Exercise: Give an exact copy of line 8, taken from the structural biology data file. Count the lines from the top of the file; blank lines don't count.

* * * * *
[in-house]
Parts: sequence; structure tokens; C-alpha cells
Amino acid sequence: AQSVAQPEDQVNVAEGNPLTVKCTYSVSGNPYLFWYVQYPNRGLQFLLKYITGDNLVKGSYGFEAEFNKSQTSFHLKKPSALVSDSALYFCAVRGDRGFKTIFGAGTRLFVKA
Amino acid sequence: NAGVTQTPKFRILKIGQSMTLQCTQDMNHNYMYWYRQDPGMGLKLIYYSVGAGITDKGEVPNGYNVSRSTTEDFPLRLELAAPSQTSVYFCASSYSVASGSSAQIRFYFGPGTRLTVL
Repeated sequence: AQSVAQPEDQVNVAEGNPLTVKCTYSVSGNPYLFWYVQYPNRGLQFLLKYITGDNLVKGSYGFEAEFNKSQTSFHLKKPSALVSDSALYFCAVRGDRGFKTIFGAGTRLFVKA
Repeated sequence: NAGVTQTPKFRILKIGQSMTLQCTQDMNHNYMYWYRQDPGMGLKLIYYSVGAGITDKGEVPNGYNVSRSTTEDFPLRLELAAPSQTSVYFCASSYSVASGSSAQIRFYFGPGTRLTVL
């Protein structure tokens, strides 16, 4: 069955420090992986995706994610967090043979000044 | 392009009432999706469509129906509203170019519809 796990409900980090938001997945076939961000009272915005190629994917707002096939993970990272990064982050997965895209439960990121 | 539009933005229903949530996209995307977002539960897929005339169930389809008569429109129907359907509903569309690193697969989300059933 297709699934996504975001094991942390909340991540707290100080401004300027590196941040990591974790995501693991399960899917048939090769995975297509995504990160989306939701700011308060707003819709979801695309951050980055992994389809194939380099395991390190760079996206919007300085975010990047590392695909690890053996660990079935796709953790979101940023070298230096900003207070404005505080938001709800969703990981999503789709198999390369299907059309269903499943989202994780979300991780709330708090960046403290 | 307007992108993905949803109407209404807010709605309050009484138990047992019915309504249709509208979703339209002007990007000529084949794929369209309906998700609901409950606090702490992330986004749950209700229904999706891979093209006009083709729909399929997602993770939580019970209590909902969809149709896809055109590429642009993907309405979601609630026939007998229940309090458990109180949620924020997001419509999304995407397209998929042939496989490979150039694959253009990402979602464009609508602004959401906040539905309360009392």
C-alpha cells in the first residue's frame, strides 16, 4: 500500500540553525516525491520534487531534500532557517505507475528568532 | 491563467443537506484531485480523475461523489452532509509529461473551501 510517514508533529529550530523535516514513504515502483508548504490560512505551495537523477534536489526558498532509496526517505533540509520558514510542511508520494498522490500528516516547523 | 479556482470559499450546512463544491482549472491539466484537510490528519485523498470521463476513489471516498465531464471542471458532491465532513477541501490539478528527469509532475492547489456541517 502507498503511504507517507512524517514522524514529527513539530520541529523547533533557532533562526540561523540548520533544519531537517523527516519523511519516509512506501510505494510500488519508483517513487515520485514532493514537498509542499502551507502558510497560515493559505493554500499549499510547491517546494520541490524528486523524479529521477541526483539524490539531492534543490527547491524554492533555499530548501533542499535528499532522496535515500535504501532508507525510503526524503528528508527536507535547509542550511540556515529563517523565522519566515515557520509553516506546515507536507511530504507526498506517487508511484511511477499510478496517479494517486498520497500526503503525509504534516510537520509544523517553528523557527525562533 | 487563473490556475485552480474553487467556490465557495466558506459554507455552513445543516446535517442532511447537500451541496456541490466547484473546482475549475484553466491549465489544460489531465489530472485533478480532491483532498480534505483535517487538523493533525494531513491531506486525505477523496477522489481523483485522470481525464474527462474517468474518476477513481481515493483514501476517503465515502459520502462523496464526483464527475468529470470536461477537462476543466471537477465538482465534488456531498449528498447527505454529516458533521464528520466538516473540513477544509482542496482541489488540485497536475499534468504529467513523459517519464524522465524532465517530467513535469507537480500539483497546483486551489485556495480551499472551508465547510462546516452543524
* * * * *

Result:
C-alpha cells in the first residue's frame, strides 16, 4: 500500500540553525516525491520534487531534500532557517505507475528568532 | 491563467443537506484531485480523475461523489452532509509529461473551501 510517514508533529529550530523535516514513504515502483508548504490560512505551495537523477534536489526558498532509496526517505533540509520558514510542511508520494498522490500528516516547523 | 479556482470559499450546512463544491482549472491539466484537510490528519485523498470521463476513489471516498465531464471542471458532491465532513477541501490539478528527469509532475492547489456541517 502507498503511504507517507512524517514522524514529527513539530520541529523547533533557532533562526540561523540548520533544519531537517523527516519523511519516509512506501510505494510500488519508483517513487515520485514532493514537498509542499502551507502558510497560515493559505493554500499549499510547491517546494520541490524528486523524479529521477541526483539524490539531492534543490527547491524554492533555499530548501533542499535528499532522496535515500535504501532508507525510503526524503528528508527536507535547509542550511540556515529563517523565522519566515515557520509553516506546515507536507511530504507526498506517487508511484511511477499510478496517479494517486498520497500526503503525509504534516510537520509544523517553528523557527525562533 | 487563473490556475485552480474553487467556490465557495466558506459554507455552513445543516446535517442532511447537500451541496456541490466547484473546482475549475484553466491549465489544460489531465489530472485533478480532491483532498480534505483535517487538523493533525494531513491531506486525505477523496477522489481523483485522470481525464474527462474517468474518476477513481481515493483514501476517503465515502459520502462523496464526483464527475468529470470536461477537462476543466471537477465538482465534488456531498449528498447527505454529516458533521464528520466538516473540513477544509482542496482541489488540485497536475499534468504529467513523459517519464524522465524532465517530467513535469507537480500539483497546483486551489485556495480551499472551508465547510462546516452543524